11December 2022 ESRFnews
What else can be done now and in the future? Nevo and his colleagues have drawn up a list of actions for further energy savings, including the installation of automatic light switches and external insulation, as well as reducing central- heating temperatures. In all, they hope to save a further 4% in energy usage this winter, increasing to 10% by 2024 (see Fig. 1). But there are ways the ESRF is improving energy efficiency besides focusing on its own carbon footprint. It can share its knowledge and expertise with other research facilities and industries. And it can promote research in related fields, including catalysis, new materials, photovoltaics, fuel cells and batteries. It s not just about saving energy, says Nevo. It s about sustainability in general.
concern. More recently, the energy crisis sparked by the Russian invasion of Ukraine has had a sobering impact on energy costs for all major research facilities. In September, the ESRF hosted the latest biennial workshop on Energy for Sustainable Science at Research Infrastructures (ESSRI 2022), alongside representatives from the European particle-physics lab CERN on the Franco-Swiss border, the European Spallation Source in Lund, Sweden, the German particle- physics lab DESY in Hamburg, the Paul Scherrer Institute in Switzerland and the European Association of National Research Facilities, to discuss progress and challenges. There is a common feeling that we all have to do more, says Christian Nevo, the ESRF s head of TID. All of the facilities want to be part of this process and to support it, because it is important for broader society.
Why is energy such a big concern? Like all major light sources, the ESRF is not just a cluster of buildings. It is a particle accelerator that has to drive electrons to near-light speed and this requires substantial amounts of energy. The last official breakdown, produced in 2018, showed that over half of all electricity consumption directly maintains the accelerator complex, while a third goes towards support systems, such as water cooling and ventilation, as well as the beamlines, labs and data centres. More conventional electricity expenditures, such as lighting and office equipment, make up just 10 15% of the total.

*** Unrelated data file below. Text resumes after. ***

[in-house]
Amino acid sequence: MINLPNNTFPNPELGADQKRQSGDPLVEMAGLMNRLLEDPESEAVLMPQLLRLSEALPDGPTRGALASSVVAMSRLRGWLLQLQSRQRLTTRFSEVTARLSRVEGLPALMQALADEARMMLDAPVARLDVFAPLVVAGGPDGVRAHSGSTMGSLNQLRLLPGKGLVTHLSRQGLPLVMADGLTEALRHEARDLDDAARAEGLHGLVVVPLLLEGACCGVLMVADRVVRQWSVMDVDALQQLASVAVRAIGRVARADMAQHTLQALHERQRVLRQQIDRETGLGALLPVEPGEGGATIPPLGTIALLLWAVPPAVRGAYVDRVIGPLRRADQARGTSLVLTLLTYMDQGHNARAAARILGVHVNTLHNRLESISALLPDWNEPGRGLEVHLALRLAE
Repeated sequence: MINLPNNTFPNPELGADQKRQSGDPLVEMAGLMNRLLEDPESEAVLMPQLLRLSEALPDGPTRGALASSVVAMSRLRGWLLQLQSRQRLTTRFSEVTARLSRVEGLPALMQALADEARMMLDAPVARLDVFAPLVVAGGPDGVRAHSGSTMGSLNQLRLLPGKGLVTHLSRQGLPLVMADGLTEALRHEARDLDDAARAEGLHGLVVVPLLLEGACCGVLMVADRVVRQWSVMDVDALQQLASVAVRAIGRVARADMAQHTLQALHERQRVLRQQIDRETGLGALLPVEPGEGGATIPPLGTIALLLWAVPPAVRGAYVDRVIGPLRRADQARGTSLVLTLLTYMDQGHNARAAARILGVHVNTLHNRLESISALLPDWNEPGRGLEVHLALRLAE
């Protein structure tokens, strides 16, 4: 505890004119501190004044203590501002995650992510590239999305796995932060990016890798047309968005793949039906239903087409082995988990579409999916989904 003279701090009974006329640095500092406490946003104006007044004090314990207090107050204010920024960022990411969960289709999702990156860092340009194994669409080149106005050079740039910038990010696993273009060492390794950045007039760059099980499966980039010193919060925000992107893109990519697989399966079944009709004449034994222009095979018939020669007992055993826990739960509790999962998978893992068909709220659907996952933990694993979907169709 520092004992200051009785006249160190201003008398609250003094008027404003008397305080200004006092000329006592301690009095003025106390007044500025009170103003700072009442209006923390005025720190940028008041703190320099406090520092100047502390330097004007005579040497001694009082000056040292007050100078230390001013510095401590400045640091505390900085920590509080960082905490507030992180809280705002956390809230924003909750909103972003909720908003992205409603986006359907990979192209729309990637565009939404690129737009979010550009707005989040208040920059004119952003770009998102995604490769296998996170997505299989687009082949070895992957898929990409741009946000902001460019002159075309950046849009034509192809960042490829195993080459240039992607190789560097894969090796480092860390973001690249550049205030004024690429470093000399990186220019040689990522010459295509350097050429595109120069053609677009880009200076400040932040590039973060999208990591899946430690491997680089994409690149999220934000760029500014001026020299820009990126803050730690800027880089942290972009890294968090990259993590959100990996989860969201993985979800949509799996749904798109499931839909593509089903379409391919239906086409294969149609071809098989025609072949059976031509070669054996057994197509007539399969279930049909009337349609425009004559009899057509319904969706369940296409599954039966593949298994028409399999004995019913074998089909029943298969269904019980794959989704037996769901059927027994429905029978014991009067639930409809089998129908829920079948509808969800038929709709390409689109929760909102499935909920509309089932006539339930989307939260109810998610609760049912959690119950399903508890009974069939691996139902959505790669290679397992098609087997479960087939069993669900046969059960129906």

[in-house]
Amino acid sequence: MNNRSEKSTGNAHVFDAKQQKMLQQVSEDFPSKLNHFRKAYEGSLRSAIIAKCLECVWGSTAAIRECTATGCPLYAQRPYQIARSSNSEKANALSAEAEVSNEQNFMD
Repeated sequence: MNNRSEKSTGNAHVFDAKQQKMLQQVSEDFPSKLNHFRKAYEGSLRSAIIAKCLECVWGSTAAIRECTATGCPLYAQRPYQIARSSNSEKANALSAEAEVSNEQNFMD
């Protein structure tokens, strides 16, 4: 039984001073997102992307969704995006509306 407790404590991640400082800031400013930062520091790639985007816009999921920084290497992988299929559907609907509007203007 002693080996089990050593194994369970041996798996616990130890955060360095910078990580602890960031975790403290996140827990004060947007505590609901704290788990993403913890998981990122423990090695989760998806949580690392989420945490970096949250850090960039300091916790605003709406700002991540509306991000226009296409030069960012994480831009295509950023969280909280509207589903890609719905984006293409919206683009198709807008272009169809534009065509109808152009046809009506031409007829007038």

And what is the total? In 2018, the ESRF used 65GWh of electricity and 8GWh of hot water (for heating) but that was when the original storage ring was in place. Commissioned in 2020, the new EBS was designed with energy efficiency in mind: the use of permanent magnets, which do not require power to function, and greater optimisation of the electromagnets and power supply, meant an immediate 20% saving in electricity, despite 100-fold gains in X-ray brilliance and coherence. Meanwhile, the ESRF s technical infrastructure division (TID) has worked on other energy-saving measures, such as the installation of LED lighting and the replacement of fixed with variable-speed pumps for machine cooling. As a result, the ESRF s electricity usage this year went down by 14GW, or 22%, compared with the 2018 value.
Does it need to do more? Definitely. Climate-change, driven by the combustion of fossil fuels for energy generation, is an ever-present
To tackle climate change and the energy crisis, the ESRF is on a long mission to reduce its carbon footprint.
Cutting the ESRF s carbon footprint
C H R IS TI A N N E VO
Figure 1. Due to the inherent efficiency of the new EBS, as well as various other measures, the ESRF s electricity and hot water consumption dropped from 72.6 GWh in 2018 to 60.9 GWh in 2022, and is expected to fall to 55.6 GWh by 2024.
The new EBS was designed with energy efficiency in mind